Google “value stream map” and you’ll get about 5 million hits. You can read as much as you want on it, but the only way to truly learn is by doing one – and in my experience, you learn more with each new map. Learning to See, co-authored by lean guru John Shook, gave our MBOE students this past week a prime on the value stream map, and in class, they learned much more about the five components to one: Customer, Supplier, Process Steps, Process Metrics and Information Flow.

So why should one care about mapping a value stream? For starters, it helps you answer a ton of questions about what you do day in and day out. Just a sample:

  • Are you producing to takt (customer demand), creating more than is needed or you are so slow?
  • How are you balancing supply with demand?
  • Do you have too many, too few or just the right amount of people doing the work?
  • Are there wastes in the process?
  • Are people undergoing unnecessary movements to get materials or information to do the work?
  • How do all the steps communicate with each other?

A value stream map gives you a snapshot of your process in a given time period. It tells you how much of the process you are studying is actually value adding. It might be shocking for someone mapping the first time to find out that more than 90% of the work they do is non-value added.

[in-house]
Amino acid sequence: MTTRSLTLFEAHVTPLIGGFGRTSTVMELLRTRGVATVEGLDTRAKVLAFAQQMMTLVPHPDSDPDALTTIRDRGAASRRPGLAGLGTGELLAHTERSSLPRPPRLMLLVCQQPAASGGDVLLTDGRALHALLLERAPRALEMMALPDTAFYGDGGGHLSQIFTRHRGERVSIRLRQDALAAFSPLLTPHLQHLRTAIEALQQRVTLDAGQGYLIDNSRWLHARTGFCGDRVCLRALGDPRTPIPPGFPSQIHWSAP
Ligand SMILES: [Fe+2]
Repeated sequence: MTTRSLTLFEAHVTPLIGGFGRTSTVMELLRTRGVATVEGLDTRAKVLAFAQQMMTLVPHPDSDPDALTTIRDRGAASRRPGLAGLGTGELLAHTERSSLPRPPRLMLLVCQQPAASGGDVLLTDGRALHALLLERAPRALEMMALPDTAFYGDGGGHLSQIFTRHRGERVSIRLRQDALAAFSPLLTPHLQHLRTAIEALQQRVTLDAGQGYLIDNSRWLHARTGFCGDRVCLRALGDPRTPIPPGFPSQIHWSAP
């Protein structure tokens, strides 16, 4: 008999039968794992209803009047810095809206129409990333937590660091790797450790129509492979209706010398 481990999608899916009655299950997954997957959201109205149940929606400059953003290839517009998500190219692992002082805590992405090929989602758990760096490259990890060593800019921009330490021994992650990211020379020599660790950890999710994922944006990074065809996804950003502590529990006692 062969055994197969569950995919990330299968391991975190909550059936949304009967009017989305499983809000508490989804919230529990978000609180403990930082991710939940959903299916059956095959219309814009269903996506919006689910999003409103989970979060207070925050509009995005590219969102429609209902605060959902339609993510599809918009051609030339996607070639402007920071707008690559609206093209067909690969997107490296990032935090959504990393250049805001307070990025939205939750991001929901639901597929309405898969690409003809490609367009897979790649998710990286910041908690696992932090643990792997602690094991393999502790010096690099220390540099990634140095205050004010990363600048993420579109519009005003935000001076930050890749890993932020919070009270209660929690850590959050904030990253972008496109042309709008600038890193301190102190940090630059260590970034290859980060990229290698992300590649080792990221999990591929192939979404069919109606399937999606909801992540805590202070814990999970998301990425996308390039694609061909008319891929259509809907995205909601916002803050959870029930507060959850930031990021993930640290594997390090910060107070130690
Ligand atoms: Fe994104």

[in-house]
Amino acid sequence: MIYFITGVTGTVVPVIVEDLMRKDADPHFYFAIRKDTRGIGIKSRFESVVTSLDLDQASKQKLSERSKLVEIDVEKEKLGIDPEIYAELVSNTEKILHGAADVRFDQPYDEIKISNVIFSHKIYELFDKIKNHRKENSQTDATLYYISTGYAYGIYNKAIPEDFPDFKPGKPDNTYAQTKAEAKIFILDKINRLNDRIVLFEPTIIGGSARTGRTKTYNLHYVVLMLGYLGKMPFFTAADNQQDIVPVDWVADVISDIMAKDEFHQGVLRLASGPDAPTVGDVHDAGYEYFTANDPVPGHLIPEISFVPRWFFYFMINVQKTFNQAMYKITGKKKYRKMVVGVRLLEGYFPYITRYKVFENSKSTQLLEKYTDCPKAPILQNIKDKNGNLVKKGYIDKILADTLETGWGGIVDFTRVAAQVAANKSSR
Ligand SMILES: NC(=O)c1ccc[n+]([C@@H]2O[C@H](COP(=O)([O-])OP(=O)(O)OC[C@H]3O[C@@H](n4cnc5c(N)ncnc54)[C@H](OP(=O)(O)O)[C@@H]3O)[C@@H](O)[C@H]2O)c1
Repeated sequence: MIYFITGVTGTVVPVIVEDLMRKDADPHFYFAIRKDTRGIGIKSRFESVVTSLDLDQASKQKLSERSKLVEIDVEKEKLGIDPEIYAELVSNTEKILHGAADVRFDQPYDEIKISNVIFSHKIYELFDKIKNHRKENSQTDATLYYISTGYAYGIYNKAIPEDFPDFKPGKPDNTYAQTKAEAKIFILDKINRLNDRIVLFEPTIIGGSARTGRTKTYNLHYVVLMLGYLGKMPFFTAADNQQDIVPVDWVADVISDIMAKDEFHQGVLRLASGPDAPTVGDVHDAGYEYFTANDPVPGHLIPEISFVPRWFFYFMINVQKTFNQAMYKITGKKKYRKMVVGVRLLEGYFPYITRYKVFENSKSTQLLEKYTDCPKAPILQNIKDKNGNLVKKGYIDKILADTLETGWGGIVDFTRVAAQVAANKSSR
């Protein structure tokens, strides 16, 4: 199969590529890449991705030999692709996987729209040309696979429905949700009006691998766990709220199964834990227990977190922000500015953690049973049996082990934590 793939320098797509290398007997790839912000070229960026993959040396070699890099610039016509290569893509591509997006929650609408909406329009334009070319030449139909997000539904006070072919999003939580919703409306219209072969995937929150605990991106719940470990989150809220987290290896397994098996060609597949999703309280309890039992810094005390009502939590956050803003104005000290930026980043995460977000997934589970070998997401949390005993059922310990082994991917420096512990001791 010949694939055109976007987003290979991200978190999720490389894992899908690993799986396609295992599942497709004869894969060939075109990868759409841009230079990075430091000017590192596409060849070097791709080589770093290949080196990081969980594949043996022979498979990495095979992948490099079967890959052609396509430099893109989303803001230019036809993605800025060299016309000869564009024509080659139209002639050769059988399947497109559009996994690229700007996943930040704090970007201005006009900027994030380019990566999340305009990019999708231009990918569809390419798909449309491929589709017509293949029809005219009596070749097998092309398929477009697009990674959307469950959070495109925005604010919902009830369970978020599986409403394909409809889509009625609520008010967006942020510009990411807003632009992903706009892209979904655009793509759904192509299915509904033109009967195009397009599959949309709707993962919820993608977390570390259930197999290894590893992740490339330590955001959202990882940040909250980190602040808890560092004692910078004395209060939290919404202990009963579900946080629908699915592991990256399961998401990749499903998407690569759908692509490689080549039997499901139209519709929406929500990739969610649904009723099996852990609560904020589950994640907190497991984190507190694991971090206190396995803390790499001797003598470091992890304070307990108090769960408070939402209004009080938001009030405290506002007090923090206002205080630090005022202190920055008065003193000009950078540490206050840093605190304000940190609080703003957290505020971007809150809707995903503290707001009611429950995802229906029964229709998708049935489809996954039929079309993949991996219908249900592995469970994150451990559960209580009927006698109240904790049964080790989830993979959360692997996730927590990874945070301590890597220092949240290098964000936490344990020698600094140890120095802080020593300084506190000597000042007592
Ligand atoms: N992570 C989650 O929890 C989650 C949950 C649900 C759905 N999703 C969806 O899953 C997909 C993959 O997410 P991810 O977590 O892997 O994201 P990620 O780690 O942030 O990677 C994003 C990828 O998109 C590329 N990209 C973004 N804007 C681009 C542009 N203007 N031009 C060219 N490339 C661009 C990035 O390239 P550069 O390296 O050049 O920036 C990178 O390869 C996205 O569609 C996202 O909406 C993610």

Here’s an example of that: Executive in Residence Gary Butler this past week told of his first encounter with MBOE Sensei Paul Kerry, a coach in our program. Kerry asked Butler and his executive team to tell him about their expenses, and Butler explained it by making the drawing above.

Kerry turned around and drew what he said was the reality of the business, which you’ll see below. A value stream map gives you a new lens through which you can look at your business. And what you see isn’t always pretty.



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